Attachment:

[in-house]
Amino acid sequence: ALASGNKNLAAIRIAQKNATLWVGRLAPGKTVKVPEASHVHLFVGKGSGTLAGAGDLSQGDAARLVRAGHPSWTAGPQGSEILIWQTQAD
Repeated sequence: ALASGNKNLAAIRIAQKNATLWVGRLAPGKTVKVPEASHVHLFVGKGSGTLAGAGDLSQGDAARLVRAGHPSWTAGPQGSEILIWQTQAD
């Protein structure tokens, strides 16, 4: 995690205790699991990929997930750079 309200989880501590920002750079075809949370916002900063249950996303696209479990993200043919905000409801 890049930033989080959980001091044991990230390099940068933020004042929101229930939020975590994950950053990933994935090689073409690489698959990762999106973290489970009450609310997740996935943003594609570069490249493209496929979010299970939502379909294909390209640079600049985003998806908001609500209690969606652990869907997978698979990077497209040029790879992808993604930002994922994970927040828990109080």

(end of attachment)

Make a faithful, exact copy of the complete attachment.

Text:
[in-house]
Amino acid sequence: ALASGNKNLAAIRIAQKNATLWVGRLAPGKTVKVPEASHVHLFVGKGSGTLAGAGDLSQGDAARLVRAGHPSWTAGPQGSEILIWQTQAD
Repeated sequence: ALASGNKNLAAIRIAQKNATLWVGRLAPGKTVKVPEASHVHLFVGKGSGTLAGAGDLSQGDAARLVRAGHPSWTAGPQGSEILIWQTQAD
């Protein structure tokens, strides 16, 4: 995690205790699991990929997930750079 309200989880501590920002750079075809949370916002900063249950996303696209479990993200043919905000409801 890049930033989080959980001091044991990230390099940068933020004042929101229930939020975590994950950053990933994935090689073409690489698959990762999106973290489970009450609310997740996935943003594609570069490249493209496929979010299970939502379909294909390209640079600049985003998806908001609500209690969606652990869907997978698979990077497209040029790879992808993604930002994922994970927040828990109080």